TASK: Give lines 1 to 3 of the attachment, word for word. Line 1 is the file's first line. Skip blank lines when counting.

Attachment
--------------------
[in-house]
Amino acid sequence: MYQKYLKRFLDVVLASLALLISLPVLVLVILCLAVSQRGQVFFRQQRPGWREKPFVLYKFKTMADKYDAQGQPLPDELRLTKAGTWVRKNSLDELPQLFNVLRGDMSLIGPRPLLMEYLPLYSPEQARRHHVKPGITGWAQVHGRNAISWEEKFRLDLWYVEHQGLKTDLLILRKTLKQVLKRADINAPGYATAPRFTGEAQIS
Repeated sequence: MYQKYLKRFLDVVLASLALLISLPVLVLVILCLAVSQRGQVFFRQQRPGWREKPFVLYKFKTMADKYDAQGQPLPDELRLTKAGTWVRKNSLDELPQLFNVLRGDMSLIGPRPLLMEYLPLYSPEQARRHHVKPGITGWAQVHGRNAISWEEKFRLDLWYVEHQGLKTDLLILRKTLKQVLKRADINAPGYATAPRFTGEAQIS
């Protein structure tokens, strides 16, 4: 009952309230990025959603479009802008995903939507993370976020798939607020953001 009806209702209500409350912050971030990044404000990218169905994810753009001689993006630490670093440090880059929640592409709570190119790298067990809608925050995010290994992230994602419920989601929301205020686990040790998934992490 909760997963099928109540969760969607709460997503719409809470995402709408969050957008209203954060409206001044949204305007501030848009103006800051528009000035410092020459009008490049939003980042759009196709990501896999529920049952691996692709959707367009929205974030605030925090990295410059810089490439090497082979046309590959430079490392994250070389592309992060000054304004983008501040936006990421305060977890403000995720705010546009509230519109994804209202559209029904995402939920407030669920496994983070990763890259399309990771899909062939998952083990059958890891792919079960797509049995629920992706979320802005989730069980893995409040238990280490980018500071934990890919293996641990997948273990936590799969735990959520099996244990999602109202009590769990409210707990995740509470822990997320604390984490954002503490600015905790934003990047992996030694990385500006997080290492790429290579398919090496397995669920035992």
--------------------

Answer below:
[in-house]
Amino acid sequence: MYQKYLKRFLDVVLASLALLISLPVLVLVILCLAVSQRGQVFFRQQRPGWREKPFVLYKFKTMADKYDAQGQPLPDELRLTKAGTWVRKNSLDELPQLFNVLRGDMSLIGPRPLLMEYLPLYSPEQARRHHVKPGITGWAQVHGRNAISWEEKFRLDLWYVEHQGLKTDLLILRKTLKQVLKRADINAPGYATAPRFTGEAQIS
Repeated sequence: MYQKYLKRFLDVVLASLALLISLPVLVLVILCLAVSQRGQVFFRQQRPGWREKPFVLYKFKTMADKYDAQGQPLPDELRLTKAGTWVRKNSLDELPQLFNVLRGDMSLIGPRPLLMEYLPLYSPEQARRHHVKPGITGWAQVHGRNAISWEEKFRLDLWYVEHQGLKTDLLILRKTLKQVLKRADINAPGYATAPRFTGEAQIS